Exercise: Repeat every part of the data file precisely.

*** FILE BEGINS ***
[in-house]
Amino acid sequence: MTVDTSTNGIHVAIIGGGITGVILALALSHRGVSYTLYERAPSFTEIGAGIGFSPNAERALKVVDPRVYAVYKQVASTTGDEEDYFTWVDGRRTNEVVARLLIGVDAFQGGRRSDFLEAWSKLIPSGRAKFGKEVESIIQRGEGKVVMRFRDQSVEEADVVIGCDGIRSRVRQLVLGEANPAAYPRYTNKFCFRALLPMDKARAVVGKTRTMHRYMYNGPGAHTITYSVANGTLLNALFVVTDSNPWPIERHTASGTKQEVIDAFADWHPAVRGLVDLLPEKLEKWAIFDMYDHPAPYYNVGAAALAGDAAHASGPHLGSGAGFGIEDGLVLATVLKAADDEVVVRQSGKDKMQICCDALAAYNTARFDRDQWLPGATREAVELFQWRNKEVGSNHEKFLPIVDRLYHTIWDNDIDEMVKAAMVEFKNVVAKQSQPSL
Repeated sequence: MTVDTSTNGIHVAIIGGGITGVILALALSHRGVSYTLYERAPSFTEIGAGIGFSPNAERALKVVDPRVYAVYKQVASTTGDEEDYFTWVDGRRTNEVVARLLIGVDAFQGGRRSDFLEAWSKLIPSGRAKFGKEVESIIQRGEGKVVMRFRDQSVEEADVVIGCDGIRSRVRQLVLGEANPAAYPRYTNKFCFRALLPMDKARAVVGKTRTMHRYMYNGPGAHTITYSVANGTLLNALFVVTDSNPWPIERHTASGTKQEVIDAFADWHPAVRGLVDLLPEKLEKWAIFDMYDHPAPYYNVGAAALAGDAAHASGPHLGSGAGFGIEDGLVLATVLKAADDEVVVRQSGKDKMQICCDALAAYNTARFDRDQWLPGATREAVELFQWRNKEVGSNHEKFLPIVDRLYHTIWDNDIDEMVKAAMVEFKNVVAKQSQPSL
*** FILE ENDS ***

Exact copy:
[in-house]
Amino acid sequence: MTVDTSTNGIHVAIIGGGITGVILALALSHRGVSYTLYERAPSFTEIGAGIGFSPNAERALKVVDPRVYAVYKQVASTTGDEEDYFTWVDGRRTNEVVARLLIGVDAFQGGRRSDFLEAWSKLIPSGRAKFGKEVESIIQRGEGKVVMRFRDQSVEEADVVIGCDGIRSRVRQLVLGEANPAAYPRYTNKFCFRALLPMDKARAVVGKTRTMHRYMYNGPGAHTITYSVANGTLLNALFVVTDSNPWPIERHTASGTKQEVIDAFADWHPAVRGLVDLLPEKLEKWAIFDMYDHPAPYYNVGAAALAGDAAHASGPHLGSGAGFGIEDGLVLATVLKAADDEVVVRQSGKDKMQICCDALAAYNTARFDRDQWLPGATREAVELFQWRNKEVGSNHEKFLPIVDRLYHTIWDNDIDEMVKAAMVEFKNVVAKQSQPSL
Repeated sequence: MTVDTSTNGIHVAIIGGGITGVILALALSHRGVSYTLYERAPSFTEIGAGIGFSPNAERALKVVDPRVYAVYKQVASTTGDEEDYFTWVDGRRTNEVVARLLIGVDAFQGGRRSDFLEAWSKLIPSGRAKFGKEVESIIQRGEGKVVMRFRDQSVEEADVVIGCDGIRSRVRQLVLGEANPAAYPRYTNKFCFRALLPMDKARAVVGKTRTMHRYMYNGPGAHTITYSVANGTLLNALFVVTDSNPWPIERHTASGTKQEVIDAFADWHPAVRGLVDLLPEKLEKWAIFDMYDHPAPYYNVGAAALAGDAAHASGPHLGSGAGFGIEDGLVLATVLKAADDEVVVRQSGKDKMQICCDALAAYNTARFDRDQWLPGATREAVELFQWRNKEVGSNHEKFLPIVDRLYHTIWDNDIDEMVKAAMVEFKNVVAKQSQPSL